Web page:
But that’s why I am learning. I think it will make for more effective relationships with the different people in my life – whether through work or personally – but it will also help me become a better communicator. It has the bonus effect of taking me out of my own head, realising that other people are struggling with their own thoughts and feelings.

OK, so ignoring physical distractions in order to listen better requires practice. It is possible to achieve.

It means finding a quiet space, using open body language, being conscious of not fidgeting, and making better choices. By that I mean, not scheduling meetings too closely together, making sure you’re not about to wet yourself before you start a meaningful conversation, and picking somewhere sensible to have a chat (a car journey in rush hour, or a packed train service probably aren’t your best bets here).

However, I was reminded that there are other forms of distractions when completing my assessments for my counselling skills diploma. And these other forms of distractions are also blocks for listening and learning. The more I think about these, the more I realise that I have been passively letting these blocks affect my listening skills, and therefore, my relationships.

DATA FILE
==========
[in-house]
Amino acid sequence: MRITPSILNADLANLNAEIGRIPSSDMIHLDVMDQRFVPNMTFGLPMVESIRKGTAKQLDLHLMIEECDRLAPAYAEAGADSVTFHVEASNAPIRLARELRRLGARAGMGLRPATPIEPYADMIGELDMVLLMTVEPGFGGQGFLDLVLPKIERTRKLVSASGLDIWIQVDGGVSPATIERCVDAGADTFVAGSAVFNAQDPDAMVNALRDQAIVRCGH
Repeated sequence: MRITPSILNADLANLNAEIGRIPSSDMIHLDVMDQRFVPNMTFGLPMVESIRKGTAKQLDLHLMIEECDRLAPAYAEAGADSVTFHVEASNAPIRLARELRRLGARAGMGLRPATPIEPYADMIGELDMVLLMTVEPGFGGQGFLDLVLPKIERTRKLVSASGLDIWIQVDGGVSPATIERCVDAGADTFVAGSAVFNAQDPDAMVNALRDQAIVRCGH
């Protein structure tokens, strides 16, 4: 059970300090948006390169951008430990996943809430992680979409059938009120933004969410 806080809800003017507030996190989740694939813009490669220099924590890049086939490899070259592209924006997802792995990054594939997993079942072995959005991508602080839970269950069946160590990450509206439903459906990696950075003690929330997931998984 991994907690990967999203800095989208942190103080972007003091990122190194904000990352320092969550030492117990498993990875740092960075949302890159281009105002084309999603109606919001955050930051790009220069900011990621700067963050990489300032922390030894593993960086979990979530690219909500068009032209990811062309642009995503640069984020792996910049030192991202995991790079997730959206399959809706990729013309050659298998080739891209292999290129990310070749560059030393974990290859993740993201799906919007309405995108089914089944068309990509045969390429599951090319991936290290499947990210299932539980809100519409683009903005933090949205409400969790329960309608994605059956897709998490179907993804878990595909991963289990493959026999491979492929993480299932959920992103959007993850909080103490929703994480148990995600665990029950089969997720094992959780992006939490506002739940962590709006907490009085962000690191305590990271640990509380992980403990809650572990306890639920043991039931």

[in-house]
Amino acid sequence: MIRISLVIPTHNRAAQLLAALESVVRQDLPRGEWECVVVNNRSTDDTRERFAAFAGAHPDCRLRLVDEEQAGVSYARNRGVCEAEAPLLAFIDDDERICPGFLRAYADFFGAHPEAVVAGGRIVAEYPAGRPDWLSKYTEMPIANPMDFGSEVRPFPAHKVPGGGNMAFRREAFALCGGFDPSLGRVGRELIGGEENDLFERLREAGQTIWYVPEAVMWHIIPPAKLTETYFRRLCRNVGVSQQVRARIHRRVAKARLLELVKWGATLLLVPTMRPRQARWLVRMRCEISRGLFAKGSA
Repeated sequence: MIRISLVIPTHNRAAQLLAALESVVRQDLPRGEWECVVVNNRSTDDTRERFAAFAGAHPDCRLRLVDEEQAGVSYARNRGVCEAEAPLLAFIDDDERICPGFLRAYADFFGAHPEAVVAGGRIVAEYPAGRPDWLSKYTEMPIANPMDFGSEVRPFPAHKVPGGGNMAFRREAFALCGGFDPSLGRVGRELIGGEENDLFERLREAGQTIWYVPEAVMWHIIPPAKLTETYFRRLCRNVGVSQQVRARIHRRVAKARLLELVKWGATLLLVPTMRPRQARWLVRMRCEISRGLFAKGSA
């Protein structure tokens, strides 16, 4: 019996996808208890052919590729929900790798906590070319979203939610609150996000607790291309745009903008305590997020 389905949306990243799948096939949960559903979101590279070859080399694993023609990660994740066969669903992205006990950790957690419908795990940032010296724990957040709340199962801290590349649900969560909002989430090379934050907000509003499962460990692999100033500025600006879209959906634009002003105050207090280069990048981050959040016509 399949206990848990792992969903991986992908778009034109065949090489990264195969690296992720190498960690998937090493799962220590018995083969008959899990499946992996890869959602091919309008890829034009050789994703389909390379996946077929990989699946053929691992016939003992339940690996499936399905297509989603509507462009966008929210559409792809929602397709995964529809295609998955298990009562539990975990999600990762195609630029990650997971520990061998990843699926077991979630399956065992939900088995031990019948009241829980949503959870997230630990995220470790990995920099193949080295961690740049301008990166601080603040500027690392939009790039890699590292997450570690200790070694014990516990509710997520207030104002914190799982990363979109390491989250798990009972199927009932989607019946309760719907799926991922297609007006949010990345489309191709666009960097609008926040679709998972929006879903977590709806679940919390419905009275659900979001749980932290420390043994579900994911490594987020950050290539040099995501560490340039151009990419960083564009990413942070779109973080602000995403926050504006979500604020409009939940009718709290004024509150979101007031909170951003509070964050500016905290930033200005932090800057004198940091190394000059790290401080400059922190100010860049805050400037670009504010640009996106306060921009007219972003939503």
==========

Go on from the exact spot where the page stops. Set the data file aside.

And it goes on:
Some of the suggested blocks to listening outlined by The Skills Network include:

  • Daydreaming (right now, I spend a lot of time trying to remember the taste of a flat white from an independent coffee shop)
  • Filtering information – listening for some things and ignoring others (this is something I might do if I’m in a good mood and someone wants to tell me all of their problems)
  • Making mental judgements about what is being said; more on this below
  • Being distracted by noise and interruptions (OMG is that a squirrel?)
  • Lack of interest in what is being said (tell me about your passion for the solar system, and I’m your gal – I’ve zoned out if you’re telling me about most reality TV)
  • Thinking about your own problems (mine is commonly: how the fuck am I going to achieve everything I want to do this week?)
  • Watching the time (uh, is it tea o’clock yet? Trick question brain; it’s always time for tea)
  • ‘Mind reading’ – thinking that you ‘know’ what is being said without listening (I sometimes do this if I’ve had a similar conversation with that person before, and miss points that may have changed)
As I said, coffee.

I have news for you. Whatever you’ve shared with someone recently, there is a good chance that one or more of these blocks to listening has impacted the quality of your conversation. Perhaps a harsh reality of how we have let all of these forms of distractions permeate our lives.